visuel exposition urrutia baudin imera

At Iméra, the research conducted by several residents—artist Josune Urrutia Asua, anthropologist and photographer Carole Baudin, and anthropologist and illustrator Aina Azevedo—explores the potential of artistic mediums, such as drawing and choreography, as epistemological tools with diverse socio-professional communities (including researchers in cancer and immunology, anthropologists, dancers, choreographers, labor experts, winemakers, illustrators, etc.). These communities, sometimes far removed from the artistic field, consist of curious individuals and occasionally creative researchers who engage in interdisciplinary approaches.

Carole Baudin, Josune Urrutia Asua and Aina Azevedo : an interdisciplinary exhibition at Iméra

The joined exhibition will take place at Iméra’s Maison des Astronomes, beginning on June 3rd for Carole Baudin and June 10th for Josune Urrutia Asua, until June 14th. If you want to visit the exhibitions from June 10 to 14, please contact Carole Baudin directly at: and Josune Urrutia Asua at:

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Sensible Transitions by Carole Baudin

A place for interdisciplinary exploration

At this stage of the research, the goal is to experiment by creating opportunities for dialogue with academic, artistic, and professional communities through workshops where participants draw, dance, share knowledge, perspectives, and methods, and through more informal meetings in each other’s workspaces : research laboratories, hospitals, city dance studios, a workshop set up at Iméra, vineyards, etc.

These research processes and the co-construction of epistemological tools, where dance or drawing play a crucial and catalytic role, are shared in these two exhibitions. One is associated with the roundtable “Sensitive Transitions: Gestures of Work and Dance” organized by Carole Baudin, and the other with the open studio of Josune Urrutia Asua and Aina Azevedo.

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Aina Azevedo – Ethnographic Tarot of Marseille, aquarelle on paper (2024)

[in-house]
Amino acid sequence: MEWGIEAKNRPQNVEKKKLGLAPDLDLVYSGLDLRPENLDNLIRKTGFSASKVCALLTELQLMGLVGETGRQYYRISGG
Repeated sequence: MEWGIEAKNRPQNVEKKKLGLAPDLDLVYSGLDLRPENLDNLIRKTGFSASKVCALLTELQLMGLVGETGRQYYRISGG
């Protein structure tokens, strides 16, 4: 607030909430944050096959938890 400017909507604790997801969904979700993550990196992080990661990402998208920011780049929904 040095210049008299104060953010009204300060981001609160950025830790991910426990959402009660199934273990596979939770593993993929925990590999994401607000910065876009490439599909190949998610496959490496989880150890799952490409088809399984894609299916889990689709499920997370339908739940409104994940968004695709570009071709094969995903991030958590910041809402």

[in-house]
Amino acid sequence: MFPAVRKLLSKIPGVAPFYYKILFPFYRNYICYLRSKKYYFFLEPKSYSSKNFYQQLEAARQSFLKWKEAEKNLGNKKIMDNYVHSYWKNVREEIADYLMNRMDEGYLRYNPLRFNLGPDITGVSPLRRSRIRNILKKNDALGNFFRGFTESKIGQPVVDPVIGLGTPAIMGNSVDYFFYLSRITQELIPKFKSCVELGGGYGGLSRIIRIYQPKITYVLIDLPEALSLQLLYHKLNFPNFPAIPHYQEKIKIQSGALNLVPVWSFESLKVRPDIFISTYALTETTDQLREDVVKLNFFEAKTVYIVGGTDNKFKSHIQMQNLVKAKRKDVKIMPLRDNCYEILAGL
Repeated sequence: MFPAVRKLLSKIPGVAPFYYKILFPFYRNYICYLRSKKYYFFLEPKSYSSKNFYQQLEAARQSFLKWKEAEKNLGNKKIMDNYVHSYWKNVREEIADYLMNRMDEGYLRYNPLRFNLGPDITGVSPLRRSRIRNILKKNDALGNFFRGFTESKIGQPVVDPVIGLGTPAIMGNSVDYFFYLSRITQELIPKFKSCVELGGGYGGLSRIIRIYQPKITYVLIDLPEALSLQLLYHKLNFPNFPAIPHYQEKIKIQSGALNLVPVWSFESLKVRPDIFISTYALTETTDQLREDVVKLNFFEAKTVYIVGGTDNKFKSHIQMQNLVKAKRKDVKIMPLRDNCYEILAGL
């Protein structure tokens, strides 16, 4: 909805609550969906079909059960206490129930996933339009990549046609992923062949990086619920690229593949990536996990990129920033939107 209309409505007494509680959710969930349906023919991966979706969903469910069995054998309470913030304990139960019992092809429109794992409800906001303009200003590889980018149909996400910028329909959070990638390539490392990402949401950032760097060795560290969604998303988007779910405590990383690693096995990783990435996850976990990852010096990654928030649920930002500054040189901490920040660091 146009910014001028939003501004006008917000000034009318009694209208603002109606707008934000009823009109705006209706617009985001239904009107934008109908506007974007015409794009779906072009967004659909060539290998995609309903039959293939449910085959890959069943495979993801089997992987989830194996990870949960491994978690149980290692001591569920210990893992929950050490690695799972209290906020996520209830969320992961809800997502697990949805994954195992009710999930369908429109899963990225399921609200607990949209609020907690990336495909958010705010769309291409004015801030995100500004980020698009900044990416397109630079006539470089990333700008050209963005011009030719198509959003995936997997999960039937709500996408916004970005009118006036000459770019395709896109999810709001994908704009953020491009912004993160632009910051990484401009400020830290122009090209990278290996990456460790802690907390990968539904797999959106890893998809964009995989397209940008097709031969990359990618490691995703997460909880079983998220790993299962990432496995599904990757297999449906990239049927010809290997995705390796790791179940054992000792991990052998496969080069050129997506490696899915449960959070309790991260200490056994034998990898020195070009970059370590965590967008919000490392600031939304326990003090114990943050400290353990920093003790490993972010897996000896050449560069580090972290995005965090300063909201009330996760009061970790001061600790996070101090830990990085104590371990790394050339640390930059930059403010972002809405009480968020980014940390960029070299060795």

Engaged in bodily practices or in regular or occasional dialogue with an artistic practice, reflecting on their own systems of capturing and conveying the sensitive aspects of their research objects, the participants are invited to look at their disciplines, practices, and fundamentals differently, considering their social impact on concerned human groups or the reception of their work by a broader audience.

In any case, returning to the interdisciplinary and undisciplined projects presented in these two exhibitions, they demonstrate that these co-constructed epistemological tools can humanize scientific data in the medical field and better grasp and convey the sensitive dimensions of the evolving world of work. In both cases, the body and its transformations are central to the research of these two residents, as these two fields particularly lend themselves to an embodied approach.

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Mindmaps of cancer by Josune Urrutia Asua

The Emergence of Epistemological Tools: An Ambition of Iméra’s Arts and Sciences Program

Sometimes, drawing has even been a long-time companion of a discipline, as is the case with ethnographic drawing practiced by Aina Azevedo, also a resident at Iméra, in her role as an anthropologist. She aims to highlight the multitude of possibilities and contexts that have been too little explored to date, despite their development since the 19th century.

Considering these intersecting practices at Iméra, one might wonder: what if the epistemological tools emerging from these research residencies became institutionalized and gained intensity through their appropriation by other researchers beyond those currently experimenting with them?

Obviously, this potential can primarily develop within a collective framework, combining artistic, scientific, and diverse professional expertise. The goal would be to transmit these tools in projects not necessarily initiated by a drawer or an anthropologist who is also a photographer or illustrator, but which would call upon these skills and those who develop them.

This ambition is fully supported by Iméra’s “Arts and Sciences: Undisciplined Knowledge” program, whose outcomes can benefit all the institute’s programs, and even support the research of residents not necessarily hosted within it. The reflection on the contribution of art to knowledge and understanding, through all mediums, has flourished at Iméra since its inception and thrives in close contact with other research fields supported there, reinforced by its very transversality.

Indeed, each of the chairs that constitute it is also integrated into one of the institute’s other three programs: “Mediterranean,” “Necessary Utopias,” and “Interdisciplinary Explorations.” Thus, while the research-creation supported by Iméra benefits from structured institutional engagement through a dedicated program, the results they generate can be shared within an extended interdisciplinary community.

For more information on the projects of Carole Baudin and Josune Urrutia Asua, visit their resident pages by clicking below :